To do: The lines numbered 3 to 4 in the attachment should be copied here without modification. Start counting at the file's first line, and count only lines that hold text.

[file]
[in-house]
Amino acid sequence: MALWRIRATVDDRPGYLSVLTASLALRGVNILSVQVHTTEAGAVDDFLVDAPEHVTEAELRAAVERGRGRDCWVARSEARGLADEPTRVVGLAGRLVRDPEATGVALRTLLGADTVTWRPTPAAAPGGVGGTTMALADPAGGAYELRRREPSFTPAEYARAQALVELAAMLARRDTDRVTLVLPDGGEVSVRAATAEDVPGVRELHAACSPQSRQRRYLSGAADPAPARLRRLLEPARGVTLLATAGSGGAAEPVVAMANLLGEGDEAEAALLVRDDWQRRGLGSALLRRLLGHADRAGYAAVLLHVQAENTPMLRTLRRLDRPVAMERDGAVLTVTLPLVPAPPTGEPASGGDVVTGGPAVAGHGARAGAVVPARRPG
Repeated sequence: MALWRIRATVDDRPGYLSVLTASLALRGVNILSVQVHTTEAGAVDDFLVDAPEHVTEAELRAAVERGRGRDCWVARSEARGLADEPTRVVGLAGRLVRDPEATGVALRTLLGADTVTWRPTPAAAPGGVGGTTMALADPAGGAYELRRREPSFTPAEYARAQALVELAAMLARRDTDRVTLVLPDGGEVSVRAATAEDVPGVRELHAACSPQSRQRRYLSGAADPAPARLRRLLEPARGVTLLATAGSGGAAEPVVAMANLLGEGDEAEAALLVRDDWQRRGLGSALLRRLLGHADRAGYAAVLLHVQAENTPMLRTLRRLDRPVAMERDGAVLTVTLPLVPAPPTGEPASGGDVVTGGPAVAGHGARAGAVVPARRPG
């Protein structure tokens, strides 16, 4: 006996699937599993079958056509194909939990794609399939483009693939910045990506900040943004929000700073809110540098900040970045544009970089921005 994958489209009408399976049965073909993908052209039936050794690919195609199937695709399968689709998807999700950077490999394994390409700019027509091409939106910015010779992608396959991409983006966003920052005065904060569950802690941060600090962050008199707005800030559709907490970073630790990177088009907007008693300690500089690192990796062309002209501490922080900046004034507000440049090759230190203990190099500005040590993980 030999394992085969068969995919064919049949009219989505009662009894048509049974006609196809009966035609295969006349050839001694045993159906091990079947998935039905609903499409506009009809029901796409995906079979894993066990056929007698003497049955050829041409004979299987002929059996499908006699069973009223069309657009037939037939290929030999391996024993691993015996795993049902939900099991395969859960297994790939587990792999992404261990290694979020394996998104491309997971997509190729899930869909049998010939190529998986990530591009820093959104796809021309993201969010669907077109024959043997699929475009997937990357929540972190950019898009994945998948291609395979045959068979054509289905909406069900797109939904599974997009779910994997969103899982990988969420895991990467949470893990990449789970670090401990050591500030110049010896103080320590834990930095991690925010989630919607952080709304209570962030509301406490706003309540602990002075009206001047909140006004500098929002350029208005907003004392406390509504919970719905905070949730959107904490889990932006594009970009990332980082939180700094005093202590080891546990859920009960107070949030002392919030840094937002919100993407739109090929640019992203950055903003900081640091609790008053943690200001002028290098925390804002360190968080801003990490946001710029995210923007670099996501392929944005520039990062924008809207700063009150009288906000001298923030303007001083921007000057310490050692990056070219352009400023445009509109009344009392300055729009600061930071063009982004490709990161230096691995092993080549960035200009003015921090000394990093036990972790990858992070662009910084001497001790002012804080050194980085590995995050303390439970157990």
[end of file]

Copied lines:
Repeated sequence: MALWRIRATVDDRPGYLSVLTASLALRGVNILSVQVHTTEAGAVDDFLVDAPEHVTEAELRAAVERGRGRDCWVARSEARGLADEPTRVVGLAGRLVRDPEATGVALRTLLGADTVTWRPTPAAAPGGVGGTTMALADPAGGAYELRRREPSFTPAEYARAQALVELAAMLARRDTDRVTLVLPDGGEVSVRAATAEDVPGVRELHAACSPQSRQRRYLSGAADPAPARLRRLLEPARGVTLLATAGSGGAAEPVVAMANLLGEGDEAEAALLVRDDWQRRGLGSALLRRLLGHADRAGYAAVLLHVQAENTPMLRTLRRLDRPVAMERDGAVLTVTLPLVPAPPTGEPASGGDVVTGGPAVAGHGARAGAVVPARRPG
């Protein structure tokens, strides 16, 4: 006996699937599993079958056509194909939990794609399939483009693939910045990506900040943004929000700073809110540098900040970045544009970089921005 994958489209009408399976049965073909993908052209039936050794690919195609199937695709399968689709998807999700950077490999394994390409700019027509091409939106910015010779992608396959991409983006966003920052005065904060569950802690941060600090962050008199707005800030559709907490970073630790990177088009907007008693300690500089690192990796062309002209501490922080900046004034507000440049090759230190203990190099500005040590993980 030999394992085969068969995919064919049949009219989505009662009894048509049974006609196809009966035609295969006349050839001694045993159906091990079947998935039905609903499409506009009809029901796409995906079979894993066990056929007698003497049955050829041409004979299987002929059996499908006699069973009223069309657009037939037939290929030999391996024993691993015996795993049902939900099991395969859960297994790939587990792999992404261990290694979020394996998104491309997971997509190729899930869909049998010939190529998986990530591009820093959104796809021309993201969010669907077109024959043997699929475009997937990357929540972190950019898009994945998948291609395979045959068979054509289905909406069900797109939904599974997009779910994997969103899982990988969420895991990467949470893990990449789970670090401990050591500030110049010896103080320590834990930095991690925010989630919607952080709304209570962030509301406490706003309540602990002075009206001047909140006004500098929002350029208005907003004392406390509504919970719905905070949730959107904490889990932006594009970009990332980082939180700094005093202590080891546990859920009960107070949030002392919030840094937002919100993407739109090929640019992203950055903003900081640091609790008053943690200001002028290098925390804002360190968080801003990490946001710029995210923007670099996501392929944005520039990062924008809207700063009150009288906000001298923030303007001083921007000057310490050692990056070219352009400023445009509109009344009392300055729009600061930071063009982004490709990161230096691995092993080549960035200009003015921090000394990093036990972790990858992070662009910084001497001790002012804080050194980085590995995050303390439970157990």